Eggs all in 2 Baskets
Government subsidizes the housing and banking industries by price fixing the cost of credit. Direct and indirect employment is disproportionately funneled into construction (see Labour Force Participation post).
The same story has been repeated globally and according to BMO chief economist Douglas Porter "Canada's rising dependence on commodities trade makes it vulnerable to price declines."
Canadians do not appear to be willing to add value to their resources by developing infrastructure and manufacturing capacity.
In the mashup above, the two top charts are from SoberLook.com and they observe:
With prices drifting steadily lower since the spring of 2011, it seems safe to conclude that commodities are not going to bail us out this time—the Super Cycle is over. While global growth will likely be just firm enough to put a floor under resource prices in 2014, Canada simply cannot rely on improving terms of trade to lift incomes further, or to turn around a weak trade performance. The dramatic rise in U.S. oil and gas production further complicates the picture by putting downward pressure on North American energy prices.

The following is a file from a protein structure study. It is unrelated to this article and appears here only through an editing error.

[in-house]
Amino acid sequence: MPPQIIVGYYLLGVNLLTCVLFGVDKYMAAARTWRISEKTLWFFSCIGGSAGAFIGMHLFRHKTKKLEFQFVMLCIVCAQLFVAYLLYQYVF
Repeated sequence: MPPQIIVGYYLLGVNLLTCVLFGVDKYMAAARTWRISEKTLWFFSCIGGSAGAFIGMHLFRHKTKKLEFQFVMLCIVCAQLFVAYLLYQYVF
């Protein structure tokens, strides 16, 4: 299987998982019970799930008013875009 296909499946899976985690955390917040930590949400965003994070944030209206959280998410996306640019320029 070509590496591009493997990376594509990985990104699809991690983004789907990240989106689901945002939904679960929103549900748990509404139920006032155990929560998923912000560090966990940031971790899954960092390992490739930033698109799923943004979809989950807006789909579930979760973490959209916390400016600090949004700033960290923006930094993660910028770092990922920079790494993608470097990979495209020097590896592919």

History, Charts & Curated Readings
"Progress, far from consisting in change, depends on retentiveness. When change is absolute there remains no being to improve and no direction is set for possible improvement; and when experience is not retained, as among savages, infancy is perpetual. Those who cannot remember the past are condemned to repeat it." George Santayana Vol. I, Reason in Common Sense
"History, real solemn history, I cannot be interested in.... I read it a little as a duty; but it tells me nothing that does not either vex or weary me. The quarrels of popes and kings, with wars and pestilences in every page; the men all so good for nothing, and hardly any women at all - it is very tiresome." Jane Austen spoken by Catherine Morland in 'Northanger Abbey'